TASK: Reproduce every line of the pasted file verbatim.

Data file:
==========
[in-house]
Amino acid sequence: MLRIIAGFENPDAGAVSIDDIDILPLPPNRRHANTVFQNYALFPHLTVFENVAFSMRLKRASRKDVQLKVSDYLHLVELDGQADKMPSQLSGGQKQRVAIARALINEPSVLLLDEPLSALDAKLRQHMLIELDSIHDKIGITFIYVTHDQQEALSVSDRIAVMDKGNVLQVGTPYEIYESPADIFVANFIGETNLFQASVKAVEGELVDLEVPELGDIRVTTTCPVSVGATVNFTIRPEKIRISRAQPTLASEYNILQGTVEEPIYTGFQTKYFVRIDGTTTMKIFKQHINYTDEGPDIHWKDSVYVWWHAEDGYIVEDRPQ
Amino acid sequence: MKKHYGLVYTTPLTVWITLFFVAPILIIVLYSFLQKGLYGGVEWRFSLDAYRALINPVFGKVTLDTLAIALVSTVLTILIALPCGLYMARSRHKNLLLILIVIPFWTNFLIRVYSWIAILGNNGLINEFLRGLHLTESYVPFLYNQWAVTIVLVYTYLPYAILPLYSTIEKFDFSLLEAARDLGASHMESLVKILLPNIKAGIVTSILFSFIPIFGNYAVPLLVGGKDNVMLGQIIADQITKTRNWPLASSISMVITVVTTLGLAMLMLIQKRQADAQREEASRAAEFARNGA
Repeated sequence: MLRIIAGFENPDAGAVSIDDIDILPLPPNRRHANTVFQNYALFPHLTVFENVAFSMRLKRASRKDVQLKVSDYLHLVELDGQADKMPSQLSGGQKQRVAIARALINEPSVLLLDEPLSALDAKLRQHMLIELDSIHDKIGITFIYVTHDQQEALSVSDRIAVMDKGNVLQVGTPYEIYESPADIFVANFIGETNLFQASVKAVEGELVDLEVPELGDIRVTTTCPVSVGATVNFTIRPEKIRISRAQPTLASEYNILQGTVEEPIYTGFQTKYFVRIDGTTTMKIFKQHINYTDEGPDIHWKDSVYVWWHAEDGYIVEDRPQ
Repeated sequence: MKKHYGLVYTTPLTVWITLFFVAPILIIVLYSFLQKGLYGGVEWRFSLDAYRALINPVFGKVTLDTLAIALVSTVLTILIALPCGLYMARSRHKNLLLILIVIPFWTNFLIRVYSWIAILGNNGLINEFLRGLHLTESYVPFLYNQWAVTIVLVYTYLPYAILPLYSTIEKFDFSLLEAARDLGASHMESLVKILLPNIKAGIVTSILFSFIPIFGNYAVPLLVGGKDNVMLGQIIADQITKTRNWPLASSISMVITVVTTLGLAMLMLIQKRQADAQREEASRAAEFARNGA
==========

[in-house]
Amino acid sequence: MLRIIAGFENPDAGAVSIDDIDILPLPPNRRHANTVFQNYALFPHLTVFENVAFSMRLKRASRKDVQLKVSDYLHLVELDGQADKMPSQLSGGQKQRVAIARALINEPSVLLLDEPLSALDAKLRQHMLIELDSIHDKIGITFIYVTHDQQEALSVSDRIAVMDKGNVLQVGTPYEIYESPADIFVANFIGETNLFQASVKAVEGELVDLEVPELGDIRVTTTCPVSVGATVNFTIRPEKIRISRAQPTLASEYNILQGTVEEPIYTGFQTKYFVRIDGTTTMKIFKQHINYTDEGPDIHWKDSVYVWWHAEDGYIVEDRPQ
Amino acid sequence: MKKHYGLVYTTPLTVWITLFFVAPILIIVLYSFLQKGLYGGVEWRFSLDAYRALINPVFGKVTLDTLAIALVSTVLTILIALPCGLYMARSRHKNLLLILIVIPFWTNFLIRVYSWIAILGNNGLINEFLRGLHLTESYVPFLYNQWAVTIVLVYTYLPYAILPLYSTIEKFDFSLLEAARDLGASHMESLVKILLPNIKAGIVTSILFSFIPIFGNYAVPLLVGGKDNVMLGQIIADQITKTRNWPLASSISMVITVVTTLGLAMLMLIQKRQADAQREEASRAAEFARNGA
Repeated sequence: MLRIIAGFENPDAGAVSIDDIDILPLPPNRRHANTVFQNYALFPHLTVFENVAFSMRLKRASRKDVQLKVSDYLHLVELDGQADKMPSQLSGGQKQRVAIARALINEPSVLLLDEPLSALDAKLRQHMLIELDSIHDKIGITFIYVTHDQQEALSVSDRIAVMDKGNVLQVGTPYEIYESPADIFVANFIGETNLFQASVKAVEGELVDLEVPELGDIRVTTTCPVSVGATVNFTIRPEKIRISRAQPTLASEYNILQGTVEEPIYTGFQTKYFVRIDGTTTMKIFKQHINYTDEGPDIHWKDSVYVWWHAEDGYIVEDRPQ
Repeated sequence: MKKHYGLVYTTPLTVWITLFFVAPILIIVLYSFLQKGLYGGVEWRFSLDAYRALINPVFGKVTLDTLAIALVSTVLTILIALPCGLYMARSRHKNLLLILIVIPFWTNFLIRVYSWIAILGNNGLINEFLRGLHLTESYVPFLYNQWAVTIVLVYTYLPYAILPLYSTIEKFDFSLLEAARDLGASHMESLVKILLPNIKAGIVTSILFSFIPIFGNYAVPLLVGGKDNVMLGQIIADQITKTRNWPLASSISMVITVVTTLGLAMLMLIQKRQADAQREEASRAAEFARNGA